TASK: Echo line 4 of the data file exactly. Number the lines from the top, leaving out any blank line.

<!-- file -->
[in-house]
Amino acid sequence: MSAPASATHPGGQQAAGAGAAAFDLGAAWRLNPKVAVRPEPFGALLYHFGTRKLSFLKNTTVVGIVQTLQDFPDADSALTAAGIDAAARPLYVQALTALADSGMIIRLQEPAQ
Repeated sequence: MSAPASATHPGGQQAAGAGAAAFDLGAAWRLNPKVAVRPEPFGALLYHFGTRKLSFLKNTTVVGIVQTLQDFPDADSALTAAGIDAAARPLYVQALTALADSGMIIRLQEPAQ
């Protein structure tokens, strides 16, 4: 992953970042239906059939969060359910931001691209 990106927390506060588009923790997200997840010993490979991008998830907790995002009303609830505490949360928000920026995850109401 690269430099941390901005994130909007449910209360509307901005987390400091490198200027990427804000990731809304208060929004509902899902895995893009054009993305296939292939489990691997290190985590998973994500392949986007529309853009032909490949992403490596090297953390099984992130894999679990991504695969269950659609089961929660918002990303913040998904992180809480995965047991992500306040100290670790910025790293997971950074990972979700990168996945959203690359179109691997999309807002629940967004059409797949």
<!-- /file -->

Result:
């Protein structure tokens, strides 16, 4: 992953970042239906059939969060359910931001691209 990106927390506060588009923790997200997840010993490979991008998830907790995002009303609830505490949360928000920026995850109401 690269430099941390901005994130909007449910209360509307901005987390400091490198200027990427804000990731809304208060929004509902899902895995893009054009993305296939292939489990691997290190985590998973994500392949986007529309853009032909490949992403490596090297953390099984992130894999679990991504695969269950659609089961929660918002990303913040998904992180809480995965047991992500306040100290670790910025790293997971950074990972979700990168996945959203690359179109691997999309807002629940967004059409797949």